"Follow Your Heart...
For those who feel that that have a passion for cooking and wish to pursue that as a career, here is some advice: Follow your gut feeling. Embrace your creative side and be willing to take risks without the fear of humiliation. That is the only true way to learn any art." (Chef; 2014)


"When your in the Culinary business it is important for a lot of education in the early years in the stage, work and ask a lot of questions in the restaurant and find a job, Take extra course and read cooking books etc." (Head Chef; 2014)


"Learn While You Work...
Get an ACFEF Culinary Apprenticeship, and always be working to hone your skills and learn new things." (Chef; 2014)


"Getting Ahead...
When going to study Culinary , make sure you are open to criticism and ready to learn. Also, One should be open to suggestions, it can you further in the field." (Culinary Arts; 2013)


"Practice, Practice, Practice...
Practice A LOT. Cook for everyone you can whenever you can and always ask their opinions. You also have to have thick skin and you can't let criticism offend you." (Chef; 2013)


"Do Your Research Before Deciding To Cook...
If you're considering specializing in the culinary industry, I suggest taking a tour of a couple different kitchens first. Do your research, and figure out exactly where in the culinary industry you see yourself being happy." (Chef; 2013)


"Practice To Improve And Stay Sharp...
Practice your skills every chance you get, because it is the only way to improve. In your spare time it is good to consistently practice certain things like piping using toothpaste, because that is the only way to improve and to keep your skills sharp." (Pastry Chef; 2013)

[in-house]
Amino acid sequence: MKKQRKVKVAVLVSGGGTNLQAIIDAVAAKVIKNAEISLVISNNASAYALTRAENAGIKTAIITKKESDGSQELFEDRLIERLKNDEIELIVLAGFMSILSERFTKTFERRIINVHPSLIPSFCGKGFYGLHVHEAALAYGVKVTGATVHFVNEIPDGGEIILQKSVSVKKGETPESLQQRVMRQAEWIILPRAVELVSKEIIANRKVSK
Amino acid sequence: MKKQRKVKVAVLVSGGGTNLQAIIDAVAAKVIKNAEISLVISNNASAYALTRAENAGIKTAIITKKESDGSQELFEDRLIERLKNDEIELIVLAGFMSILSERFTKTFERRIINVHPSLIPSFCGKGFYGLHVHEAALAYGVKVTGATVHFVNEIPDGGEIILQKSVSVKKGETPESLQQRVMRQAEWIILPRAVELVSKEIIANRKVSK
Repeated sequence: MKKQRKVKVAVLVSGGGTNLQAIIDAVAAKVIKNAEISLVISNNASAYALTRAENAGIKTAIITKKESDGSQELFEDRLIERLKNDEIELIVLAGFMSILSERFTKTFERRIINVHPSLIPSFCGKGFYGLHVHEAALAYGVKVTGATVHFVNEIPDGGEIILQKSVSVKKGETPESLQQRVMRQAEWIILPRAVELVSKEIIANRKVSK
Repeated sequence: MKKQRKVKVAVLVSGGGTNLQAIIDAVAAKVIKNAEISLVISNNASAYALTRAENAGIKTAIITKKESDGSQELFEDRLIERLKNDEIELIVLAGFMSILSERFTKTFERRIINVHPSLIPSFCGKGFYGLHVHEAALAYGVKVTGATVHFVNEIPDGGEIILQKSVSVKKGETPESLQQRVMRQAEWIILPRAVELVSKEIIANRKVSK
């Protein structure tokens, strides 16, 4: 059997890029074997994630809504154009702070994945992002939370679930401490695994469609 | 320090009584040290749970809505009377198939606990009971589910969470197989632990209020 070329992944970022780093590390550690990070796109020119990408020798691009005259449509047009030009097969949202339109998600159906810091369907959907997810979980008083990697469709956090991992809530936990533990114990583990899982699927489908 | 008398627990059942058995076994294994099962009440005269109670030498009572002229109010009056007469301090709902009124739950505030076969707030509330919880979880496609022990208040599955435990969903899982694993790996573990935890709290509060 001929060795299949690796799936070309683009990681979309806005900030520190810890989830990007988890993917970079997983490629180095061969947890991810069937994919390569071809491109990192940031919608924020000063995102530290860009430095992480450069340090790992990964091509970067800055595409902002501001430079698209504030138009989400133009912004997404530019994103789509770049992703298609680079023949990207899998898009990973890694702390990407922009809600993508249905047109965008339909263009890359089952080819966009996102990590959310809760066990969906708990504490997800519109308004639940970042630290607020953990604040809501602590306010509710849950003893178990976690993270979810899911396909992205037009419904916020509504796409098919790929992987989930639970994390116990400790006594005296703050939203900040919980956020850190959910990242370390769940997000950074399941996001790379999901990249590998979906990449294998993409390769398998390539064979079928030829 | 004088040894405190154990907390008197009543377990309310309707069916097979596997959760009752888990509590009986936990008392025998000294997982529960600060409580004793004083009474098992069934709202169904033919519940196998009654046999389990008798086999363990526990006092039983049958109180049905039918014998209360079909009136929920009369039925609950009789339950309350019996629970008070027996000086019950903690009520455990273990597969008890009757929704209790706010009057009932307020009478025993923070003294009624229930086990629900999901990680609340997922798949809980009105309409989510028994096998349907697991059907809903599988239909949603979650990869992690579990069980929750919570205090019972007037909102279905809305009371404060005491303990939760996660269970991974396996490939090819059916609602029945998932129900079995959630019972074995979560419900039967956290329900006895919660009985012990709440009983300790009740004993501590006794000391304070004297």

"Chef School Is Pricey...
Culinary school can be very expensive. Spend a year as a dishwasher or prep cook to make sure this is the career you want. Try to become friends with the waitstaff. Your life will be much better if the cooks aren't fighting with the waiters. Tensions can run high when restaurants are at their busiest. Remember to leave all that behind when you hang up your apron at the end of the day." (Line Cook; 2011)


"Not As Glamorous As You See On TV...
Food service is physically demanding work. The hours are odd, you never get to sit down, and kitchens are hot. You might watch Cake Boss or Ace of Cakes or Cupcake Wars on TV, but the reality of working in a bakery is much less glamorous. There are certainly rewards, but it is very repetitive work, and before all that fun decorating can happen you need to bake all that cake. Think about scooping out batter for 300 cupcakes standing in front of a hot oven on a 90 degree day when the AC just isn't keeping up. Expect burns and cuts. Make sure it's what you really want to do." (Pastry Chef; 2011)